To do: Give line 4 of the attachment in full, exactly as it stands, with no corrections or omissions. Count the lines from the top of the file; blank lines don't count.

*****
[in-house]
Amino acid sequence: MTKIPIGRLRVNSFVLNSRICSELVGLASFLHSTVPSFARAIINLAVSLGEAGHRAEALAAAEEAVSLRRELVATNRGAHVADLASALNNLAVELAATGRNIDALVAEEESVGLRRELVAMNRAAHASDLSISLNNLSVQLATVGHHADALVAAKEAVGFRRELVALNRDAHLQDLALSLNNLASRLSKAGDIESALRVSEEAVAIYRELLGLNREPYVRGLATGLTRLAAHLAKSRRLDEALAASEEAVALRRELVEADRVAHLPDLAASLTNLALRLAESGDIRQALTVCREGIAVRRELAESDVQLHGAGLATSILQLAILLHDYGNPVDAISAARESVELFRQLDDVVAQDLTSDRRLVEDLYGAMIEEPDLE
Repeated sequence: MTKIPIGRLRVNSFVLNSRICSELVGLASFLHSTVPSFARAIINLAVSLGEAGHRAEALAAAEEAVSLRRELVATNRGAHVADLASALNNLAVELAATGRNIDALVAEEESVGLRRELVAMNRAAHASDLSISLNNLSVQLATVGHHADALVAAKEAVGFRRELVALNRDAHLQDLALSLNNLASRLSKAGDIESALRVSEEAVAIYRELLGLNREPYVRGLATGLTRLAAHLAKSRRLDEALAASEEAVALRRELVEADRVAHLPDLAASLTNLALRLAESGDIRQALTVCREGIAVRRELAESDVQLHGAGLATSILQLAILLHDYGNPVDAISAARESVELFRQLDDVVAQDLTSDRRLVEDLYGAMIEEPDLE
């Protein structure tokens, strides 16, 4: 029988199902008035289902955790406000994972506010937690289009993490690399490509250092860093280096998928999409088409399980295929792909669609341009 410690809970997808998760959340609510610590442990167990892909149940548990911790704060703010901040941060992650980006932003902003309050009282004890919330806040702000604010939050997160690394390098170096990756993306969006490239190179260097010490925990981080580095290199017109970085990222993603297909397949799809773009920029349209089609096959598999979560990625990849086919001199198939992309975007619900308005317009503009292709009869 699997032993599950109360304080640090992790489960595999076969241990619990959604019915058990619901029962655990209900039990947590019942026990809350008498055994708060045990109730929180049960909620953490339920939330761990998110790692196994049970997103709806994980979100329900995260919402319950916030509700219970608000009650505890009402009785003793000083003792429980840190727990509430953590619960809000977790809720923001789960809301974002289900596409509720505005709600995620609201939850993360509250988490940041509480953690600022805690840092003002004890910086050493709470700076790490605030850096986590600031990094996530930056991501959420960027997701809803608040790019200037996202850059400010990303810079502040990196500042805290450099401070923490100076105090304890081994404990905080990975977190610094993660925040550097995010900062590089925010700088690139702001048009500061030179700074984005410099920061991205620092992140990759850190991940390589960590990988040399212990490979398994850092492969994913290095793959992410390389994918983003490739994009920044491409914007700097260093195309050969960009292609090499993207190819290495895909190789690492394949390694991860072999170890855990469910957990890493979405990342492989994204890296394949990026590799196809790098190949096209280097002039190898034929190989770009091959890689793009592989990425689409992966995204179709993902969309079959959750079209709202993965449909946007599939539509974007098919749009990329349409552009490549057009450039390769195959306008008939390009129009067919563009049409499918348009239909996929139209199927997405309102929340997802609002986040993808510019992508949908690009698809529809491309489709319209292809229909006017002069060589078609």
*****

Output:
């Protein structure tokens, strides 16, 4: 029988199902008035289902955790406000994972506010937690289009993490690399490509250092860093280096998928999409088409399980295929792909669609341009 410690809970997808998760959340609510610590442990167990892909149940548990911790704060703010901040941060992650980006932003902003309050009282004890919330806040702000604010939050997160690394390098170096990756993306969006490239190179260097010490925990981080580095290199017109970085990222993603297909397949799809773009920029349209089609096959598999979560990625990849086919001199198939992309975007619900308005317009503009292709009869 699997032993599950109360304080640090992790489960595999076969241990619990959604019915058990619901029962655990209900039990947590019942026990809350008498055994708060045990109730929180049960909620953490339920939330761990998110790692196994049970997103709806994980979100329900995260919402319950916030509700219970608000009650505890009402009785003793000083003792429980840190727990509430953590619960809000977790809720923001789960809301974002289900596409509720505005709600995620609201939850993360509250988490940041509480953690600022805690840092003002004890910086050493709470700076790490605030850096986590600031990094996530930056991501959420960027997701809803608040790019200037996202850059400010990303810079502040990196500042805290450099401070923490100076105090304890081994404990905080990975977190610094993660925040550097995010900062590089925010700088690139702001048009500061030179700074984005410099920061991205620092992140990759850190991940390589960590990988040399212990490979398994850092492969994913290095793959992410390389994918983003490739994009920044491409914007700097260093195309050969960009292609090499993207190819290495895909190789690492394949390694991860072999170890855990469910957990890493979405990342492989994204890296394949990026590799196809790098190949096209280097002039190898034929190989770009091959890689793009592989990425689409992966995204179709993902969309079959959750079209709202993965449909946007599939539509974007098919749009990329349409552009490549057009450039390769195959306008008939390009129009067919563009049409499918348009239909996929139209199927997405309102929340997802609002986040993808510019992508949908690009698809529809491309489709319209292809229909006017002069060589078609």